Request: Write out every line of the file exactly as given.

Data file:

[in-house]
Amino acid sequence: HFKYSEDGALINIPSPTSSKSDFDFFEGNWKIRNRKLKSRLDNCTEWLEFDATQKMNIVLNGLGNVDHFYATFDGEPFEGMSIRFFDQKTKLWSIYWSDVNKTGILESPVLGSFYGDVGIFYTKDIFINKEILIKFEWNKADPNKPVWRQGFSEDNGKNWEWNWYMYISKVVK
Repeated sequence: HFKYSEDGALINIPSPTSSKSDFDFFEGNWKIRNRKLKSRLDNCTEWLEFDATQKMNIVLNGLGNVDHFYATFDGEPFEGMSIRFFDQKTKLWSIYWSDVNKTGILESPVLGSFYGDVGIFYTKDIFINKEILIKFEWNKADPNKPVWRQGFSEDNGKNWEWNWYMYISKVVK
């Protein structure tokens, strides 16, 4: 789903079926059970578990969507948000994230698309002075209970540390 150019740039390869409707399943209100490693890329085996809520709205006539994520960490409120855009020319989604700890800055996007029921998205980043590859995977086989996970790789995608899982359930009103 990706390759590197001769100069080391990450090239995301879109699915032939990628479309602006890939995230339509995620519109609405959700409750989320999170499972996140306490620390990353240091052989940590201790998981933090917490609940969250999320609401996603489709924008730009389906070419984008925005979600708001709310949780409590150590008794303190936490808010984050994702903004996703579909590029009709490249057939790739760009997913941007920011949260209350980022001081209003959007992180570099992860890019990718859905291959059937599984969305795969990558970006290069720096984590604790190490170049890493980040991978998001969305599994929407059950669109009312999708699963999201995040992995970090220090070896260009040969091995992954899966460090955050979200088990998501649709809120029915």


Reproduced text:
[in-house]
Amino acid sequence: HFKYSEDGALINIPSPTSSKSDFDFFEGNWKIRNRKLKSRLDNCTEWLEFDATQKMNIVLNGLGNVDHFYATFDGEPFEGMSIRFFDQKTKLWSIYWSDVNKTGILESPVLGSFYGDVGIFYTKDIFINKEILIKFEWNKADPNKPVWRQGFSEDNGKNWEWNWYMYISKVVK
Repeated sequence: HFKYSEDGALINIPSPTSSKSDFDFFEGNWKIRNRKLKSRLDNCTEWLEFDATQKMNIVLNGLGNVDHFYATFDGEPFEGMSIRFFDQKTKLWSIYWSDVNKTGILESPVLGSFYGDVGIFYTKDIFINKEILIKFEWNKADPNKPVWRQGFSEDNGKNWEWNWYMYISKVVK
């Protein structure tokens, strides 16, 4: 789903079926059970578990969507948000994230698309002075209970540390 150019740039390869409707399943209100490693890329085996809520709205006539994520960490409120855009020319989604700890800055996007029921998205980043590859995977086989996970790789995608899982359930009103 990706390759590197001769100069080391990450090239995301879109699915032939990628479309602006890939995230339509995620519109609405959700409750989320999170499972996140306490620390990353240091052989940590201790998981933090917490609940969250999320609401996603489709924008730009389906070419984008925005979600708001709310949780409590150590008794303190936490808010984050994702903004996703579909590029009709490249057939790739760009997913941007920011949260209350980022001081209003959007992180570099992860890019990718859905291959059937599984969305795969990558970006290069720096984590604790190490170049890493980040991978998001969305599994929407059950669109009312999708699963999201995040992995970090220090070896260009040969091995992954899966460090955050979200088990998501649709809120029915």